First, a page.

Stephanie AuWerter, Editor of SmartMoney.com, has some tips for riding out the shaky stock market.
As oil prices continue to rise and people continue to foreclose on their homes, many are wondering just how bad the economy can get. However, "For long term investors, it really is worth noting that this too shall pass," says AuWerter. Try to keep market changes in perspective. While the market may be down right now, in the long run, the stock market goes up.
To minimize your losses, use dollar cost averaging. While many people rush to sell when the market is falling, AuWerter suggests that this isn't the best idea. "You're really locking in your losses," she says. Your best bet is to make regular investments over time, which forces you to buy more shares when the market is down and less when it's rising. The best way to do this? Invest in your company's 401k.
Also, now is a great time to increase your cash cushion. "We all do need an emergency fund," says AuWerter. "It should be 3-6 months of expenses held in a cash account like a money market fund." The idea is to have the money there if you need it. That way, you won't have to worry about selling off other investments in order to cover an emergency.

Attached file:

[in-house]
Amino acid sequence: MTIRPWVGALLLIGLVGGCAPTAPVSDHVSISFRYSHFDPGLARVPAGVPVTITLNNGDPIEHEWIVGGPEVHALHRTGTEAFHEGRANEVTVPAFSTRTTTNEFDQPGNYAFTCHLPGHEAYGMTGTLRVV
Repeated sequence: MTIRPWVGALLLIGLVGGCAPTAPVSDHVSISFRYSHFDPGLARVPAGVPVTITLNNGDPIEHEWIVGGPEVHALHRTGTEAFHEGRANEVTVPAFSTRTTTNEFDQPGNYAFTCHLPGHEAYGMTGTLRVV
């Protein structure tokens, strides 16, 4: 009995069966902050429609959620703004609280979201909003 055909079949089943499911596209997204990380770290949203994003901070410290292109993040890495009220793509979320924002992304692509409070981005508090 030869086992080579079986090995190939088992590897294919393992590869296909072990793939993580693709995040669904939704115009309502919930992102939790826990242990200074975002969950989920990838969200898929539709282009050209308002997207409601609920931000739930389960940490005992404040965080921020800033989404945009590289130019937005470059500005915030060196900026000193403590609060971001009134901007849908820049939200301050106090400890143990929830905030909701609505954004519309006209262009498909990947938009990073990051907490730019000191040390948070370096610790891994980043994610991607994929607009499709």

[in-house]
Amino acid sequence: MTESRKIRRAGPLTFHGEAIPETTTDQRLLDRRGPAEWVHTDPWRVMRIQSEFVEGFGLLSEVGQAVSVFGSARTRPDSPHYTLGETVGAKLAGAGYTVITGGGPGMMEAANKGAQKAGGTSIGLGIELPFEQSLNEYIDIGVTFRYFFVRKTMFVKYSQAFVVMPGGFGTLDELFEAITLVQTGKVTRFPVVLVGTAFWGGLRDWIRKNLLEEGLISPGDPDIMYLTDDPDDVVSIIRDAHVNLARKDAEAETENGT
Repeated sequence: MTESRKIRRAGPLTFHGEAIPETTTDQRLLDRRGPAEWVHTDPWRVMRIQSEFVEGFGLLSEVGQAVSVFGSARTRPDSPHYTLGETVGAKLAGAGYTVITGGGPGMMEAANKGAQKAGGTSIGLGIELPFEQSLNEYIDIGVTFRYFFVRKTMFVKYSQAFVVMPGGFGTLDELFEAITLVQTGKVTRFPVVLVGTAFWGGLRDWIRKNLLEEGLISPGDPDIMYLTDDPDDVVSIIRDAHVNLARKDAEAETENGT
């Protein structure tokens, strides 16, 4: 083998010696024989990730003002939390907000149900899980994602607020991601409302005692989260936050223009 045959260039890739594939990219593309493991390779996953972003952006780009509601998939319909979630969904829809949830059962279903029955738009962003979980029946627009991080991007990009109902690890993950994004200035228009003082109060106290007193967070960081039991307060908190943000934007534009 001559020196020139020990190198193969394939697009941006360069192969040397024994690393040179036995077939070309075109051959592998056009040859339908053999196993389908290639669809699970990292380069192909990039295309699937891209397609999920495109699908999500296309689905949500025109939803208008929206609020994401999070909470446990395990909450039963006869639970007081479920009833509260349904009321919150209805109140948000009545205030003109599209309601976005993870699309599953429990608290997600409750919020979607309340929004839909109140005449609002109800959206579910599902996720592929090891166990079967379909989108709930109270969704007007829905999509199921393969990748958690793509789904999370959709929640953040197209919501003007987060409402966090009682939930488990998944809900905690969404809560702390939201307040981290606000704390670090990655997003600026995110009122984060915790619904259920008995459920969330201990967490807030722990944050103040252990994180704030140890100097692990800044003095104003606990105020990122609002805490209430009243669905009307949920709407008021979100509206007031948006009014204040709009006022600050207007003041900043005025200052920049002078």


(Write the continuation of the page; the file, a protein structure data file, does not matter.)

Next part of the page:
Keep your eye on what you're investing in as well. Be particularly cautious with commodities. While oil and gold are doing very well right now, investing your children's college fund in commodities can be dangerous. The markets fluctuate so often that you may lose a good chunk of money very quickly. If you do feel you understand commodities well enough to invest, be sure you only put in what you can afford to lose. For most people, that's a very small amount of money, especially in today's economy.
For most investors, it's best to keep a balanced portfolio. "You really do need that right mix of stocks, bonds and cash," says AuWerter. Try to invest in some foreign companies, as well as small companise too. By diversifying, you're less likely to suffer a huge hit if the market falls.
For more information on investments, as well as additional personal financial advice, click here to visit www.SmartMoney.com.
By Erin Petrun
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